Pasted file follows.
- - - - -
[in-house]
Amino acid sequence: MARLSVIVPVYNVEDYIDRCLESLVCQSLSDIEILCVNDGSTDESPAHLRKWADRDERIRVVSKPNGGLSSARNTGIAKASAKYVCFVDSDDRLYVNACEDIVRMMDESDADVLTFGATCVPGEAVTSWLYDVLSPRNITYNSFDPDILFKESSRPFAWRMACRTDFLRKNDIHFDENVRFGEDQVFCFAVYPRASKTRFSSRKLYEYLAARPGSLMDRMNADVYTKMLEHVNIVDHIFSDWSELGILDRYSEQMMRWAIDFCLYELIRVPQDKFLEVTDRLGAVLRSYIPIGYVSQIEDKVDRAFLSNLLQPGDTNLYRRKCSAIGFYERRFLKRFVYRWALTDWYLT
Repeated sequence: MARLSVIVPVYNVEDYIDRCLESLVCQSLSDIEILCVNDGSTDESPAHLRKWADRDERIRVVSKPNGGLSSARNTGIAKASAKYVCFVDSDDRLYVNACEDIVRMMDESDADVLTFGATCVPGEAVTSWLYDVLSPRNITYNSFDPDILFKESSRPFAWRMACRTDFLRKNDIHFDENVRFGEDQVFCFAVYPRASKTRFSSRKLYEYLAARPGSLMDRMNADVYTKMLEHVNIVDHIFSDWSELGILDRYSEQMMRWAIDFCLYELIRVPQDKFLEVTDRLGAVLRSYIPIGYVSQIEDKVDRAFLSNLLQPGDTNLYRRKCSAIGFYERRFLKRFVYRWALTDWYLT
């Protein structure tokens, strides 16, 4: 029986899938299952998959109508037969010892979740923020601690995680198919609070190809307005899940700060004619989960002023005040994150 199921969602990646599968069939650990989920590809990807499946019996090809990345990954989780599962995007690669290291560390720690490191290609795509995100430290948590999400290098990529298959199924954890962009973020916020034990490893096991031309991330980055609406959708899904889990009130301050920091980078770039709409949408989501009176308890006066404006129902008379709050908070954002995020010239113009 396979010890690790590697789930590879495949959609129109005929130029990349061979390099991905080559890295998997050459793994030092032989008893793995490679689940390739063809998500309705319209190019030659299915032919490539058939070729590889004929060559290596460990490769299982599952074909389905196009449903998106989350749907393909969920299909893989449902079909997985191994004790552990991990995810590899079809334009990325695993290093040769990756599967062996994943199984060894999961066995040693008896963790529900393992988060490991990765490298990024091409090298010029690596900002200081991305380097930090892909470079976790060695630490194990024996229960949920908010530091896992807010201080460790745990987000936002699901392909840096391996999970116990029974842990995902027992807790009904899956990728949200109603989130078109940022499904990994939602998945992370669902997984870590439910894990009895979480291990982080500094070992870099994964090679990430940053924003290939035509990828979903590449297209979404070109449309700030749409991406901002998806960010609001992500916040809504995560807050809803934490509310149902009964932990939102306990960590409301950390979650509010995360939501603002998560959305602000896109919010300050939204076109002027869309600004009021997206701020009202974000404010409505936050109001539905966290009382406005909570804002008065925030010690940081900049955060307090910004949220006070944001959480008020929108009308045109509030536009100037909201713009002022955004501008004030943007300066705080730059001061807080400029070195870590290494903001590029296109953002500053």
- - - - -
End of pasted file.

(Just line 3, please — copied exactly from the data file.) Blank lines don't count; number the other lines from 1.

Repeated sequence: MARLSVIVPVYNVEDYIDRCLESLVCQSLSDIEILCVNDGSTDESPAHLRKWADRDERIRVVSKPNGGLSSARNTGIAKASAKYVCFVDSDDRLYVNACEDIVRMMDESDADVLTFGATCVPGEAVTSWLYDVLSPRNITYNSFDPDILFKESSRPFAWRMACRTDFLRKNDIHFDENVRFGEDQVFCFAVYPRASKTRFSSRKLYEYLAARPGSLMDRMNADVYTKMLEHVNIVDHIFSDWSELGILDRYSEQMMRWAIDFCLYELIRVPQDKFLEVTDRLGAVLRSYIPIGYVSQIEDKVDRAFLSNLLQPGDTNLYRRKCSAIGFYERRFLKRFVYRWALTDWYLT